As part of cooking week, we decided to test out some of the most specialized (and, in some cases, ridiculous) kitchen gadgets we could find. We wanted to know if these awesome home appliances actually do what they claim and if they’re worth it. These are our findings.
What if you could get a perfect glass of cold brew coffee in just minutes, without having to soak the grounds overnight? This is the basic pitch behind Osma Pro, a quirky $695 gadget from designer Joey Roth. You might remember him as the guy behind those beautiful ceramic speakers more than ten years ago – this time he set his sights on something even more ambitious: to create an entirely new form of coffee preparation.
The Osma Pro relies on acoustic cavitation, or a continuous pressure wave that agitates the grounds, to extract soft, smooth coffee. It has the nuances you’d find in cold brew (something you lose with heat-based methods), but it also adds layers of complexity you’d expect from an espresso, like a delicate lump of crema at the top. The result, based on a few months of testing, is one of the most unique coffee experiences I’ve ever had.
Now, I wouldn’t consider myself a true Java expert, but I’m quite familiar with an espresso machine and have tried almost every other method of making coffee over the years. During the summer, I usually rely on homemade iced lattes or cold brew (via OXO’s clever kit). If I am really lazy, I’ll buy a bottle of concentrated cold brew from the store (Gradys, in particular, is just adorable).
These methods have kept me alert and productive since college, but Osma’s coffee adds a bit more depth, with a velvety texture reminiscent of nitro cold brew. It’s also significantly stronger than a typical cold glass of coffee, at least based on the amount of coffee grounds Osma suggests. After adding some ice, water, and a pinch of soymilk, I’m left with a drink that gives me a nicer buzz than a glass of cold brew, but doesn’t make me as jittery as a triple shot iced latte. So long iced coffee, good morning coldness coffee.
As much as I love the Osma, however, its hefty price tag and multi-step process make it best suited for cafes and the real obsessive. Pulling a shot involves grinding fresh beans and securing them in the portafilter, as you’d expect. But you also need to put a glass of water under the intake straw, in addition to something under the filter to catch the coffee. (Roth says future designs may have reservoirs built in, like my beloved Breville espresso machine.) You then need to pre-infuse the soil by pressing the pump button several times, wait about 30 seconds, and only then can you begin to draw a full shot. I can usually 5 ounces in under a minute, but you can also go for more or less depending on your taste.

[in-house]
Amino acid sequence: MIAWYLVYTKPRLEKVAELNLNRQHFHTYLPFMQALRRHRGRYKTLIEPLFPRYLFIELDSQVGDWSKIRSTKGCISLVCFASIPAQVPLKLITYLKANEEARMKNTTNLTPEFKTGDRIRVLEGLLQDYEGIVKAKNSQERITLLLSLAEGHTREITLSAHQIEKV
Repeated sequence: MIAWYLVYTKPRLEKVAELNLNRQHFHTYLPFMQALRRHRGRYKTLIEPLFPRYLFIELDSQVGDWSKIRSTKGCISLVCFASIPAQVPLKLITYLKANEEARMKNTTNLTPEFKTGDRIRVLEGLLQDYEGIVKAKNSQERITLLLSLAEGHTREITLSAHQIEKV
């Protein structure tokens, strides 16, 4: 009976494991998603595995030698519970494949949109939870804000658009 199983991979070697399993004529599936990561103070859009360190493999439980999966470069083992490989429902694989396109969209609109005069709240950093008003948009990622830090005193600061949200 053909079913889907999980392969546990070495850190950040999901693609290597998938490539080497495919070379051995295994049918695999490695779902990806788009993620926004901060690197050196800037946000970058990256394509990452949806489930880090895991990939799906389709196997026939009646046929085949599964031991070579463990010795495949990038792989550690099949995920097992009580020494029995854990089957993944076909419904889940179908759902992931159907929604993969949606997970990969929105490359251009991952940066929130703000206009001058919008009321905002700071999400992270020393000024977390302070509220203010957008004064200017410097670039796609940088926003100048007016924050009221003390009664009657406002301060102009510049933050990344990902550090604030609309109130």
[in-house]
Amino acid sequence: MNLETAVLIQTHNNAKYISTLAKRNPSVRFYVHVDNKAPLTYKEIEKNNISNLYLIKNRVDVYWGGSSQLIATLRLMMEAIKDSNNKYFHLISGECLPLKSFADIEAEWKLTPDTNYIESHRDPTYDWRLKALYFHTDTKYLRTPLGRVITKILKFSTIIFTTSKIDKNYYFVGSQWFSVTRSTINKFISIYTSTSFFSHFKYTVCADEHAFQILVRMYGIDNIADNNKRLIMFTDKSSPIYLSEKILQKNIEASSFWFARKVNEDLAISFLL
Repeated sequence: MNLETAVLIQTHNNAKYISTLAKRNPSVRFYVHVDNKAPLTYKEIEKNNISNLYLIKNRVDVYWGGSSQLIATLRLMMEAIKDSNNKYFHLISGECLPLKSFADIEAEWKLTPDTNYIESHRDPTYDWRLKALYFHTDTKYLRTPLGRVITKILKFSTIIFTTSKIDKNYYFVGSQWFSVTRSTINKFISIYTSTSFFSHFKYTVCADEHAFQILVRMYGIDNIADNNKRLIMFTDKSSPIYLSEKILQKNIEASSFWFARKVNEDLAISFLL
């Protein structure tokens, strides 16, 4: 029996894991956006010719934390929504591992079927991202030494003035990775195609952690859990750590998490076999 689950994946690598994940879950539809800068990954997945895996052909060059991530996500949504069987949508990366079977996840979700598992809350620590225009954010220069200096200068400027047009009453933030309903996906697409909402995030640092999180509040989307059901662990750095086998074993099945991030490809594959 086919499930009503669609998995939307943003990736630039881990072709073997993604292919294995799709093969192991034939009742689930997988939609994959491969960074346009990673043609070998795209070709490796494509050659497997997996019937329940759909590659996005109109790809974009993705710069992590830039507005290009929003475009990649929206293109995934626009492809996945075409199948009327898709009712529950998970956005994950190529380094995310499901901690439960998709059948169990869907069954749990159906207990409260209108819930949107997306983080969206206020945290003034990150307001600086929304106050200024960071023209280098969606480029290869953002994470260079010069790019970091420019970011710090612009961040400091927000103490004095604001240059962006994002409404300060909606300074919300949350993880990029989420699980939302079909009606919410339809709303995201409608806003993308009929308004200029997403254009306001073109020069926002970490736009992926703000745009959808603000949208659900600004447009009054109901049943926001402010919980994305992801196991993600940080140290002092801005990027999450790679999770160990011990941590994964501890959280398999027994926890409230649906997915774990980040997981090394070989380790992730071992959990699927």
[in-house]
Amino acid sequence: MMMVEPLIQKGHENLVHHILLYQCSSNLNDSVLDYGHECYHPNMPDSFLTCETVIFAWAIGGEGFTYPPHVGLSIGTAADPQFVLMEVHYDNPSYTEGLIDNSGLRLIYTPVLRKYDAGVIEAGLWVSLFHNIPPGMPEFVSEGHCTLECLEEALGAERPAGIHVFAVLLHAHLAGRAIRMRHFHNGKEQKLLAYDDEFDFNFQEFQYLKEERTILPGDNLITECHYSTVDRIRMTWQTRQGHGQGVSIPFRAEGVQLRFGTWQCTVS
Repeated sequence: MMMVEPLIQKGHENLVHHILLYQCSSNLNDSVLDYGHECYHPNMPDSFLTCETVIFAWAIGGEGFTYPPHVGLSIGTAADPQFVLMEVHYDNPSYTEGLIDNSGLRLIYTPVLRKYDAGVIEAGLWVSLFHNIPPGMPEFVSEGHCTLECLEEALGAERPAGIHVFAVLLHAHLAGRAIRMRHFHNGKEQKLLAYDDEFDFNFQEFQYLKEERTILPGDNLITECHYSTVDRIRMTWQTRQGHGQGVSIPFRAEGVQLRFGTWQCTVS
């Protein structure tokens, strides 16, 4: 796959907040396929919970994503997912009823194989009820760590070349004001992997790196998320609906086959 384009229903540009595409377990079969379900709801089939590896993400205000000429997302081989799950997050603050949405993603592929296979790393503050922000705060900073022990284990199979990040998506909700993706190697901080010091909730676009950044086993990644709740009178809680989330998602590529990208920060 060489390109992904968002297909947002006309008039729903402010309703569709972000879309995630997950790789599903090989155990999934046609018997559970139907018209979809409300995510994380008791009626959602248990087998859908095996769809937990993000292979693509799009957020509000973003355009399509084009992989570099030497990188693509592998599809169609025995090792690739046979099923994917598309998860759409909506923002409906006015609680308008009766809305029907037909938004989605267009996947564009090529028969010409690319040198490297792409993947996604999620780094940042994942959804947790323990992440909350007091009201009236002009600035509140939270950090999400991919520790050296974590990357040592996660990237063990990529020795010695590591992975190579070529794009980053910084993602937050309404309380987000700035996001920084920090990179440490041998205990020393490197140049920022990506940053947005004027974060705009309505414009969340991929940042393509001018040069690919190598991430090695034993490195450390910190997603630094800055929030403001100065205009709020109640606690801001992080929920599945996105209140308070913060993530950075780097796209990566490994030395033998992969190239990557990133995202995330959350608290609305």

Osma’s anodized aluminum housing makes it stand out in kitchens typically filled with gleaming stainless steel appliances. The 18-pound machine itself feels substantial, but I’d like to see Roth round its sharp corners. I’ve stabbed myself several times while making coffee and I’m afraid to leave it on the counter where my wife or child might inadvertently fall into it. It’s skinny enough to fit in a drawer, but its weight also makes it difficult to maneuver easily. It is best suited to a low traffic area.
Given how quickly nitro cold brew has taken off, I wouldn’t be surprised if Osma finds a foothold in boutique cafes. Roth says it’s already a permanent fixture at Chromatic in San Jose and is in discussion with other cafes. After all, it’s hard to anticipate demand for traditional cold brew, so many stores would likely appreciate a faster way to brew a cold cup of coffee.